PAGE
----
You should not add an initial that was not present in the original publication or expand initials into full names if the author used initials. One reason is the one Peter Jansson gives, namely that the bibliography should reflect what was actually published. However, there's another reason I find even more compelling: respect for the author's choice of name.
Editing another person's name is presumptuous. Like many people, I have deliberately chosen the version of my name I use in papers, and I care about this aspect of my professional identity. What my passport says or what I'm called in person are irrelevant, and I would not be happy to have citations edited to use what someone else thinks is a better (or more formal, or more complete) version of my name than the one I chose to publish under. If my paper says Alice P. Liddell, then nobody has any business deciding I should be called Alice Pleasance Liddell instead.
In particular, your desire for completeness or consistency should not outweigh the author's autonomy to choose their own professional name, and you should not overrule a deliberate choice. Of course, some people aren't picky about what they're called, and they may publish using several random variants of their name. It can be tempting to standardize the name for the sake of consistency, but you should avoid doing so unless you know the author wouldn't mind. If you don't know the author personally, it's hard to distinguish between an author who doesn't care and one whose preferences have changed over time, and it's not reasonable to rely on your own guess as to how to handle this. (For example, if someone adds an initial due to marriage, they might be displeased to see it retroactively applied as if it had always been their name.)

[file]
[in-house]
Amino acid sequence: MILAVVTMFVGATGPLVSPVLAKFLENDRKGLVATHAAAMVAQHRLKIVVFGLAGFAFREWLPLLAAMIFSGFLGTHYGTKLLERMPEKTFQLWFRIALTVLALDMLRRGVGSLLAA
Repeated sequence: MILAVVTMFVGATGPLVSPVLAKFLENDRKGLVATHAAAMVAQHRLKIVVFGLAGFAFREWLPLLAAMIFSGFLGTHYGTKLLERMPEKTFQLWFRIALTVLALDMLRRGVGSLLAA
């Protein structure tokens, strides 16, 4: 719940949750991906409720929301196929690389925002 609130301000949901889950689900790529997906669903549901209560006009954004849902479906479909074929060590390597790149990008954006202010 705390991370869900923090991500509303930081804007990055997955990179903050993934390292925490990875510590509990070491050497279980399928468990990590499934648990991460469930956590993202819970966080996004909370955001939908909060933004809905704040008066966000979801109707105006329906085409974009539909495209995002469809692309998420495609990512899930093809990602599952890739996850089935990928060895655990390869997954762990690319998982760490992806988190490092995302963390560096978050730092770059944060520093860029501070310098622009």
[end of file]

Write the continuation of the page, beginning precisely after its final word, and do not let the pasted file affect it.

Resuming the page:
There can also be political aspects of naming. For example, some women publish under initials to avoid drawing attention to their gender. I'm not convinced this makes a difference, but who am I to unilaterally undo it by replacing the initials with identifiably female names?
To summarize, names can be a sensitive subject. Every paper comes with the names chosen by the authors at the time of publication. If you're going to modify these names, you'd better have a good reason.
List of best books about developmental psychology, including jacket cover images when available. All these popular books on developmental psychology are sorted by popularity, so the highest rated books are at the top of the list. This well-researched developmental psychology bibliography includes out-of-print titles and generally contains the most popular, famous, or otherwise notable books - fiction or non-fiction - about developmental psychology. If you're looking for a list of top books on developmental psychology then you're in the right place.
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Robert S. Feldman and Laura E. Berk are among the authors who have written books about Developmental psychology in their lifetime.